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Today's word on journalism

December 15, 2008

As part of my own personal "war on Christmas" (which a Utah state senator has offered legislation to outlaw), the WORD celebrates the season by going on hiatus until January. May all out days be merry and bright, and here’s to a safe, healthy and saner New Year. HoHoHo!

Empty Minds: "Of all the people expressing their mental vacuity, none has a better excuse for an empty head than the newspaperman: If he pauses to restock his brain, he invites onrushing deadlines to trample him flat. Broadcasting the contents of empty minds is what most of us do most of the time, and nobody more relentlessly than I."

--Russell Baker, Pulitzer-winning columnist

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Feedback and suggestions--printable and otherwise--always welcome. "There are no false opinions."

Review: Logan's two pupuserias serve authentic, delicious Salvadoran home cooking

By Ashley Schiller

November 10, 2008 | Pupusas (poo-poo-suz) are as fun to pronounce as they are to eat (Go ahead, say it a few times). The simple Salvadorian corn tortillas may be stuffed with cheese, beans, meat or loroco, a flavorful flower grown in El Salvador and other Central American countries.

But you need not go south to get your hands on a great pupusa. Logan has two restaurants where Salvadorian natives will happily fry you up a few. Both sell pupusas for less than $2, so it's a great college student stop. But to which pupuseria should you go? I decided to do some on-site research so I could guide my fellow pupu-lovers to the finest source.

The Candidates:

The Pupuseria El Salvador
95 E. 1400 North

Henriquez Mexican Salvadorian Grill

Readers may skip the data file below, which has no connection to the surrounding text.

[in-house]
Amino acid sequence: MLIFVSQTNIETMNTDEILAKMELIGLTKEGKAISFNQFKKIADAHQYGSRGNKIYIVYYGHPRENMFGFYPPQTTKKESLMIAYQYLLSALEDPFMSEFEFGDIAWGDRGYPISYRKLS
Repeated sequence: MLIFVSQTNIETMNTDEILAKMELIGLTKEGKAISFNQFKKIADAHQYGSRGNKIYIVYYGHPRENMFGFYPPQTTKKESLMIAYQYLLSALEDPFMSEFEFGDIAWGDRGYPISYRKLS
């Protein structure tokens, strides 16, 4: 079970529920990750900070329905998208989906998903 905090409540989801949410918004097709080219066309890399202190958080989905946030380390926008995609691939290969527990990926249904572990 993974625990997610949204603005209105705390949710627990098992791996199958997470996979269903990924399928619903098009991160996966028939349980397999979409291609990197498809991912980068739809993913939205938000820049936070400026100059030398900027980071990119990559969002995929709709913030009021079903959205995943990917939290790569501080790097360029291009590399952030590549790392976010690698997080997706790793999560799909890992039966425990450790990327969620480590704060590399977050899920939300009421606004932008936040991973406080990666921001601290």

256 N Main St.


The Pupuseria has a warm, "welcome-home" feel to it. Painted on the west wall is the seal of El Salvador and an illustration of a few women picking berries. Behind the register on a small shelf, there are half a dozen dollar bills folded into various animals. You know you're in an authentic, "hole-in-the-wall" restaurant, and it makes you feel important that you discovered it.

Henriquez has a lively, colorful atmosphere. Hung on the walls are vibrant striped rugs and round metallic decorations that look almost like Mayan calendars. A few dolls dressed in the same tones as the rugs sit along the front counter. The atmosphere is playful, but feels more mainstream, which makes you feel less original for eating there.

The Food:

At The Pupuseria, our waitress remembered me from the last time I came in and greeted my friend and I enthusiastically. After reviewing her helpful suggestions, we decided to get the revueltas (pupusas stuffed with refried beans and pork) and the queso con loroco (stuffed with cheese and Salvadorian green flower).

At Henriquez, the restaurant was empty when we arrived and the owner was our server. To make the comparison easier, we order the same two pupusas (The pupusa menu is almost identical). Henriquez is a friendly guy, and we chatted while our food was being prepared. Mostly we talked about driving in the snow and some of his wilder driving experiences since he's been in Cache Valley.

And now comes the tough part: comparing the pupu. For those who have not had to fortune to eat a pupusa, it is a 6-inch, pancake-like corn tortilla which is stuffed and fried. The beans and pork mix is similar to what you might taste in a Mexican taquito. The loroco has a flavor all its own, the most similar spice being perhaps oregano. The taste is subtle mixed with the creamy white cheese.

Pupusas arrive solo on the plate, but guests are supplied with a red sauce and a jar of cabbage mixed with vinegar, red chiles and cilantro. The pupusas at The Pupuseria are thinner, and the sauce and cabbage have more of a kick. (Note: Have a beverage handy for when a chile hits your tongue just right.) At Henriquez, the pupusas are fatter and have more filling. Because of the thicker shell, the corn taste is more exaggerated. The sauce and cabbage were milder.

At this point, the preferred pupusa depends on your personal taste. My friend and I were divided in our opinions. I like my food a little zestier and I'm more into the filling than the corn meal, so I give the prize to thin 'n kickin' pupusas at The Pupuseria. My friend liked the robust but more mellow pupusas at Henriquez.

So really the better restaurant depends on your personal taste, although The Pupuseria wins in the atmosphere category.

What was nice about both restaurants is that you can't help but feel valued as a customer. Both are run by Salvadorian families and you leave knowing that they want you to come back. The warmth of the Latino culture is as enjoyable as their food.


Copyright 1997-2008 Utah State University Department of Journalism & Communication, Logan UT 84322, (435) 797-3292
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